Michelle & Victoria Lund
You might say that Michelle and Victoria Lund have elected to lend their considerable financial support to the kids at Phoenix Children's Hospital
But it would probably be more accurate to say "their hats are in the ring."
The two sisters are the executive directors of the California-based Lund Foundation, which committed $2.5 million to help underwrite renovation of the hospital's new 20th Street and Thomas facilities. For the Lunds, the best confirmation of that commitment probably came from a Fourth-of-July visit to Phoenix Children's.
The two went hat in hand - literally - and they caused a sensation.
The Lunds roamed from room to room, nurse's station to nurse's station, as emissaries of "Happy Hats," a Los Angeles-based non-profit organization that provides Dr. Seuss-ish chapeaus (made by female prisoners and local churches) to kids in children's hospitals all over the country.
"We handed out hats to the kids and the staff. They were so much fun," said Michelle.
The fun was sufficient to stretch a planned one-hour visit to two-and-a-half hours, and to bring the Lunds back for another hat handout at Halloween.
"It makes me so happy," said Victoria. "You walk in and see these kids, and they're so sick, and they don't want to be there. And then you hold up a hand mirror, and they see this hat on their head, and they see how funny and silly they look, and they smile.
"And also, they see doctors and nurses come in with these same hats on, and you hear giggles all down the hall.
"Everyone gets a hat," she explained. "Family members, even stuffed animals."
On their Halloween visit, the sisters were surprised by a group of Phoenix Children's patients who presented them with some home-made medals of appreciation for their good-cheer efforts. It's the kind of happiness Victoria said she would like to spread around.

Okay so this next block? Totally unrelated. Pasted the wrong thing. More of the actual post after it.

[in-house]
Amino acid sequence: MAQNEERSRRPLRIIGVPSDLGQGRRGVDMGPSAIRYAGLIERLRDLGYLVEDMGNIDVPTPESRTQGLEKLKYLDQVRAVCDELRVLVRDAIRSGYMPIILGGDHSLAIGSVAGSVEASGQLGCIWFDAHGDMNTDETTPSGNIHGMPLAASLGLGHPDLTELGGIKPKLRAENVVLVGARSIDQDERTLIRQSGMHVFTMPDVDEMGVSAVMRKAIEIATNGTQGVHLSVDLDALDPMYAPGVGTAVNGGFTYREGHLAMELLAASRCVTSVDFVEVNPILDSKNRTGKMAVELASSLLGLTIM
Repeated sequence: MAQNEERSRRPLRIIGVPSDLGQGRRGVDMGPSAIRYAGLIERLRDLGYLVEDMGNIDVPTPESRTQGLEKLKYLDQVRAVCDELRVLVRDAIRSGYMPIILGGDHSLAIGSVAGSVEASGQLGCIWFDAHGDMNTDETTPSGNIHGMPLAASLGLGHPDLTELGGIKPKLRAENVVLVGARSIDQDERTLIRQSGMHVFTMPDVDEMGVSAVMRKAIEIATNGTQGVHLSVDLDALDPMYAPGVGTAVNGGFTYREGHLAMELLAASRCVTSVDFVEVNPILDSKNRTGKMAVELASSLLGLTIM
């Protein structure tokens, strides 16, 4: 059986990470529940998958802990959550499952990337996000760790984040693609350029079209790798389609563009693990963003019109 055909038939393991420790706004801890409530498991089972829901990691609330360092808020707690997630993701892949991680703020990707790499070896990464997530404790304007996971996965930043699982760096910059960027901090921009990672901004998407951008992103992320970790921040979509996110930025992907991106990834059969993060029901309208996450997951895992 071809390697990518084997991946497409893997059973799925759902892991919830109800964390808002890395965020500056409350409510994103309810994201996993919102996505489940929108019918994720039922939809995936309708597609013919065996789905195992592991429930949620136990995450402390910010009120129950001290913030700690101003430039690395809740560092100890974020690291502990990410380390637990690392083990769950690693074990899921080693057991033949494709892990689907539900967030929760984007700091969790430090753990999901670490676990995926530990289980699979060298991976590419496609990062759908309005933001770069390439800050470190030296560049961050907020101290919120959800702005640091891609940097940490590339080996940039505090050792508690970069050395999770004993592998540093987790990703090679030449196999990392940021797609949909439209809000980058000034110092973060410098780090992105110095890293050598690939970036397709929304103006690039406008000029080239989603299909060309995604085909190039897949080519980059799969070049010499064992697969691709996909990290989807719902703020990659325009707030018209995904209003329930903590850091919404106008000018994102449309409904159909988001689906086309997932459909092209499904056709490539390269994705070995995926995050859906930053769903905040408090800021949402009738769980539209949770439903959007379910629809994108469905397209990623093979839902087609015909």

"I've been working on some of my friends to go down there," she said. "Giving money is one thing, and giving of your time is something different. Anyone can write a check. I want to volunteer my time."
"It all stood out to me," Michelle said. "When you hear the words, 'My kid's in the hospital,' I don't think you have the full impact of what that means until you go and see the kids yourself. I think it brings it that much closer to home."
The sisters carry their own "close to home" memories of what hospitals are like. Michelle's twin brother, Brad, spent considerable time in a children's medical center as a boy. (He, too, is now a member of the Lund Foundation board.)
The Lunds drew particularly strong impressions from their first visit to Phoenix Children's, when they visited the Neonatal Intensive Care Unit.
"We saw the premature babies," Victoria said. "That just rips your heart apart.
"But the people there in the NICU really care. They think of those kids almost as their own children, in a way."
The sisters also sat in on a meeting of the Children's Advisory Council, listening as the youngsters gave their ideas and input to architects of the new Phoenix Children's Hospital.
"I'm really impressed with those children," Victoria said. "They have such insight into everything - the schoolroom classes, the activities, the meals. It seems to help a lot."
"It's really important for children to have a hospital of their own," said Michelle.
The sisters have long lent their Foundation's financial support to non-profit organizations, on behalf of battered women, victims of substance abuse, and kids in need. They were already contributing to a children's hospital in Los Angeles when, having moved to the Valley, they began to look around for local projects.
"I said, 'Well, we live in Phoenix, and there's a hospital here for kids,'" Victoria said. Soon, the two were in contact with David Phillips, the former Executive Director of the Phoenix Children's Hospital Foundation.
"Both Victoria and Michelle obviously have a great heart for kids," Phillips said. "From our first meeting, they showed enormous interest in the work we are doing, and a real desire to become personally, hands-on involved with the kids we're trying to help.
"It's really gratifying to meet two people, both with an incredible number of professional responsibilities and commitments, who want to make the time to meet our kids, look in their faces, and find a tangible way to make our patients' lives better."
Victoria pointed out, though, that the children weren't the only ones helped by the Lunds' personal investment.
"It has changed me," she said. "I used to be scared of hospitals, and I'm really not anymore. I look forward to going to Phoenix Children's.
"Hopefully, this is something I'll be doing for a very long time."